and crossover politics.
The Moratuwa Municipal council at a controversial meeting on Friday
to a quickfire decision to rename the De Soysa Stadium as Tyronne Fernando
Stadium — but PA members who still form a majority in the council said
some one had played foul.
The name game began when Municipal Councillor Anthony Fernando who recently
crossed over to the UNP from the PA moved a resolution to change the name
of 'De Soysa Stadium to Tyronne Fernando Stadium after the new foreign
But PA member Milton de Mel told The Sunday Times last night the opposition
members had suddenly moved this resolution which were not included in the
He said 11 UNP members and two PA members including Moratuwa's Mayor
Ananda Kusumsiri who has pledged his support to the UNP were present when
the resolution was passed, but none of the PA members was there.
The composition of the council is 15 PA members, two MEP members and
one JVP member on the ruling side while the UNP has 11 members. However
with the two members including the mayor supporting the UNP, the opposition
strength has gone up to 13.
Mr. De Mel said the PA still had a majority in the council and would
complain to the Municipal Commissioner and Local Government Commissioner
about the sudden passing of the resolution. He said they also planned to
take legal action.
But, Municipal Commissioner A.J. Karunaratne rejected Mr. de Mel's claim,
saying it was the fault of the PA members that the resolution was passed
in their absence.
He said there was no need to list the item on the agenda as there was
provision allowing members to move a resolution with the consent of the
Mr. Karunaratne, however, said he would also be seeking the Local Government
commissioner's advice on the matter.
The stadium built in mid-1980's in the precincts of the De Soysa park
was re-named as Tyronne Fernando stadium, after current Foreign Minister
who held the post of President of the Board of Control of Cricket in Sri
Lanka (BCCSL). But in 1997 the name was re-named as De Soysa Stadium.
Mr. Fernando was responsible for upgrading the stadium as an international
venue for cricket matches.
Tax to enter Colombo city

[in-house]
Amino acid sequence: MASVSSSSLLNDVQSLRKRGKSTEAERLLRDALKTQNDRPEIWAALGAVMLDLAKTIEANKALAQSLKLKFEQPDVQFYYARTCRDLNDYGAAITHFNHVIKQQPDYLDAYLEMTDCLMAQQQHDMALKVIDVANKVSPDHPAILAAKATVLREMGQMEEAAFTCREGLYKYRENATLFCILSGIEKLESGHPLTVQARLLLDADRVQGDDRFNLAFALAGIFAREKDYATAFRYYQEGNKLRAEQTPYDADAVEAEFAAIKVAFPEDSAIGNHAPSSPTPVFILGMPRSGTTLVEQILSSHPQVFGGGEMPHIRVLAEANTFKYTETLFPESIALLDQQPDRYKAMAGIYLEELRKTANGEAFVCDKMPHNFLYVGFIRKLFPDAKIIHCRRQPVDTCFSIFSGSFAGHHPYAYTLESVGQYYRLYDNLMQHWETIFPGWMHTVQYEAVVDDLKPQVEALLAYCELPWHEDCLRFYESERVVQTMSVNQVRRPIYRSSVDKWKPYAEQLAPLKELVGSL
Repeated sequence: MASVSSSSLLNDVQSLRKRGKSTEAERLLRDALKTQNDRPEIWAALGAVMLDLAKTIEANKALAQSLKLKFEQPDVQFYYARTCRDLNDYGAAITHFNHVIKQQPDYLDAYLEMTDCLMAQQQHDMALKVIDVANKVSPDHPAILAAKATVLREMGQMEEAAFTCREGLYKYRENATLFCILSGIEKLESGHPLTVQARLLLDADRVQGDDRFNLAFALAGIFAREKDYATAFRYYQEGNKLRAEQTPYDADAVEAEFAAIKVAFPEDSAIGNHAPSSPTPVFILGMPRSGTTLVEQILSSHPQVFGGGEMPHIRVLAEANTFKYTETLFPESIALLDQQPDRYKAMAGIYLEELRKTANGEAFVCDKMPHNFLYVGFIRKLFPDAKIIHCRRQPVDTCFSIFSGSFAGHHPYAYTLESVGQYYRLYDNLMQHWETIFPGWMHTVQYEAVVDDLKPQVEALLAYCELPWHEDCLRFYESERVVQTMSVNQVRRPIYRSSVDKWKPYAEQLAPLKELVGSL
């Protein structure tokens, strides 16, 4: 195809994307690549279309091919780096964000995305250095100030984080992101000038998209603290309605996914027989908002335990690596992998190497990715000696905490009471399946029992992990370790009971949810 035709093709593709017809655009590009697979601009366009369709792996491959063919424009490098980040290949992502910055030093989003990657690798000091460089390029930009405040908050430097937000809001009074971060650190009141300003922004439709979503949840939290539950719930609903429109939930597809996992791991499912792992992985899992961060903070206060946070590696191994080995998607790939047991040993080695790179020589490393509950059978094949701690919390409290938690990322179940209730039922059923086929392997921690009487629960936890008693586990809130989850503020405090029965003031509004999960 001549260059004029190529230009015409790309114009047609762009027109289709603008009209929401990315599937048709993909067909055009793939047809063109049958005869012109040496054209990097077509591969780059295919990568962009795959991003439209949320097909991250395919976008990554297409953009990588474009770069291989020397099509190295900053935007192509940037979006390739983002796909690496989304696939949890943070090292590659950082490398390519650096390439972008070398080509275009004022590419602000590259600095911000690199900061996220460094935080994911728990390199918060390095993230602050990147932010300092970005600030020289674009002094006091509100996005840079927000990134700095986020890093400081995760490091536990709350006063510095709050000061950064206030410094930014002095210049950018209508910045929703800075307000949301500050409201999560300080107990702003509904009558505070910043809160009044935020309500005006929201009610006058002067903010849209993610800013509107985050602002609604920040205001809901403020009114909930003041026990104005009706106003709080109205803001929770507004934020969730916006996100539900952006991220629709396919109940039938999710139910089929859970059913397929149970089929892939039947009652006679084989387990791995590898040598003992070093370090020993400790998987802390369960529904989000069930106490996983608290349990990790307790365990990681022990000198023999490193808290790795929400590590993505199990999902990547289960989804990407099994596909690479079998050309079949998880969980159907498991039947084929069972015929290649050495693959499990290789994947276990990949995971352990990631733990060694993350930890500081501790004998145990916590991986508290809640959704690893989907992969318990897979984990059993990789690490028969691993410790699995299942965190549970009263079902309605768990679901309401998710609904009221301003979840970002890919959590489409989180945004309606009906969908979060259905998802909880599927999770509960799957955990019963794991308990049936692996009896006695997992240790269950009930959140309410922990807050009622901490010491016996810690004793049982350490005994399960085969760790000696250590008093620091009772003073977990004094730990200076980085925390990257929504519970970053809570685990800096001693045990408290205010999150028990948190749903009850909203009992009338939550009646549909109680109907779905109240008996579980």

By M. Ismeth
About 250,000 vehicles enter Colombo city daily and the Municipal Council
is drawing up plans to raise Rs. 150 million annually by levying a road
tax on all those vehicles, Mayor Omar Kamil said.
Presenting his budget, he said the money raised from the road tax could
be used to build multi-storeyed vehicle parks thus easing parking problems
and traffic congestion.
Vehicle owners say they pay licence and insurance fees, but the CMC
says it gets nothing from that for maintenance and repair of roads.
Misuse of public property not corruption, says Bribery
Reports of misuse of public property during the recently concluded Parliamentary
elections compiled by an organisation committed to protecting public resources,
which had been sent to the Bribery Commission to investigate have been
The Programme for the Protection of Public Property of the Institution
of Human Rights (PPP/IHR) said the Commission had refused to investigate
its reports citing that it does not come under corruption. In a letter
to PPP/IHR the Commission had stated, "the material submitted in your reports
do not come within the purview of the Act on Bribery or Corruption".
Project Director for PPP/IHR J.C. Weliamuna rejected the Commission's
claim and said the matter will be taken to courts.
"The Act clearly defines what corruption is and if the abuse of public
property does not amount to corruption, then what is corruption?" he asked.
The PPP/IHR called for independent investigations into all allegations
in its reports.